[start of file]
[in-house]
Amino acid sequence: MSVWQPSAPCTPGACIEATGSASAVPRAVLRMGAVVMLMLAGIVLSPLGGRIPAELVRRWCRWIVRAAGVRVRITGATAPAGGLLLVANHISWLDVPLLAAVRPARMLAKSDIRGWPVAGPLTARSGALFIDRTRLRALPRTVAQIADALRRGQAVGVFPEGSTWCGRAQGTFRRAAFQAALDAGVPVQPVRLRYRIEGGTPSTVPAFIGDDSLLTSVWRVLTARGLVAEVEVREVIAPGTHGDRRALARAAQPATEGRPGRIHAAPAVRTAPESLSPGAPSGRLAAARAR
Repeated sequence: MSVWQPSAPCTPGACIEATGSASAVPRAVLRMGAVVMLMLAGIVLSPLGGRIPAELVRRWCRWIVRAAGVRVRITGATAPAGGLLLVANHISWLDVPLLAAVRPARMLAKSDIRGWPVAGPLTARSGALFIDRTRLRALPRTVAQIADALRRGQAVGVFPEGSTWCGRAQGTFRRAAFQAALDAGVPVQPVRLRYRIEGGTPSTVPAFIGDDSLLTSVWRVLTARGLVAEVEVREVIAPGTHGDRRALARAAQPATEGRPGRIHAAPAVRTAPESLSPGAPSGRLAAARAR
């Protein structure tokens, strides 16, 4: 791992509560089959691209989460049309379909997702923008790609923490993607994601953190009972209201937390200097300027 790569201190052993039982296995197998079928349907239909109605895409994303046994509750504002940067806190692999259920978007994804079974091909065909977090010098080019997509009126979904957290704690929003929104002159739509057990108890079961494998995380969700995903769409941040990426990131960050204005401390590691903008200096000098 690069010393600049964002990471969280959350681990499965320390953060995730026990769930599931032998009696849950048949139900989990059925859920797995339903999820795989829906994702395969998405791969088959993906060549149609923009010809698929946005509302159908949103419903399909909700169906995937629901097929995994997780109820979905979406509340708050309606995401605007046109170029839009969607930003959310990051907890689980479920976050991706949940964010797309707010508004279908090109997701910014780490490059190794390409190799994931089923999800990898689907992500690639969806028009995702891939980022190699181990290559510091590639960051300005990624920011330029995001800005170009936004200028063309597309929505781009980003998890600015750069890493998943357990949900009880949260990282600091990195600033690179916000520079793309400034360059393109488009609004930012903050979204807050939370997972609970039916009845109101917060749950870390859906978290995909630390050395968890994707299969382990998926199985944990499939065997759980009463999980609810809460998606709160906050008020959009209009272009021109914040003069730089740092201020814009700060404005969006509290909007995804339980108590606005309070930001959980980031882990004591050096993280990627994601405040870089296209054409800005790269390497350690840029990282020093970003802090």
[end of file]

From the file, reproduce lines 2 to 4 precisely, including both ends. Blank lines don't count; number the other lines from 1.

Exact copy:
Amino acid sequence: MSVWQPSAPCTPGACIEATGSASAVPRAVLRMGAVVMLMLAGIVLSPLGGRIPAELVRRWCRWIVRAAGVRVRITGATAPAGGLLLVANHISWLDVPLLAAVRPARMLAKSDIRGWPVAGPLTARSGALFIDRTRLRALPRTVAQIADALRRGQAVGVFPEGSTWCGRAQGTFRRAAFQAALDAGVPVQPVRLRYRIEGGTPSTVPAFIGDDSLLTSVWRVLTARGLVAEVEVREVIAPGTHGDRRALARAAQPATEGRPGRIHAAPAVRTAPESLSPGAPSGRLAAARAR
Repeated sequence: MSVWQPSAPCTPGACIEATGSASAVPRAVLRMGAVVMLMLAGIVLSPLGGRIPAELVRRWCRWIVRAAGVRVRITGATAPAGGLLLVANHISWLDVPLLAAVRPARMLAKSDIRGWPVAGPLTARSGALFIDRTRLRALPRTVAQIADALRRGQAVGVFPEGSTWCGRAQGTFRRAAFQAALDAGVPVQPVRLRYRIEGGTPSTVPAFIGDDSLLTSVWRVLTARGLVAEVEVREVIAPGTHGDRRALARAAQPATEGRPGRIHAAPAVRTAPESLSPGAPSGRLAAARAR
């Protein structure tokens, strides 16, 4: 791992509560089959691209989460049309379909997702923008790609923490993607994601953190009972209201937390200097300027 790569201190052993039982296995197998079928349907239909109605895409994303046994509750504002940067806190692999259920978007994804079974091909065909977090010098080019997509009126979904957290704690929003929104002159739509057990108890079961494998995380969700995903769409941040990426990131960050204005401390590691903008200096000098 690069010393600049964002990471969280959350681990499965320390953060995730026990769930599931032998009696849950048949139900989990059925859920797995339903999820795989829906994702395969998405791969088959993906060549149609923009010809698929946005509302159908949103419903399909909700169906995937629901097929995994997780109820979905979406509340708050309606995401605007046109170029839009969607930003959310990051907890689980479920976050991706949940964010797309707010508004279908090109997701910014780490490059190794390409190799994931089923999800990898689907992500690639969806028009995702891939980022190699181990290559510091590639960051300005990624920011330029995001800005170009936004200028063309597309929505781009980003998890600015750069890493998943357990949900009880949260990282600091990195600033690179916000520079793309400034360059393109488009609004930012903050979204807050939370997972609970039916009845109101917060749950870390859906978290995909630390050395968890994707299969382990998926199985944990499939065997759980009463999980609810809460998606709160906050008020959009209009272009021109914040003069730089740092201020814009700060404005969006509290909007995804339980108590606005309070930001959980980031882990004591050096993280990627994601405040870089296209054409800005790269390497350690840029990282020093970003802090």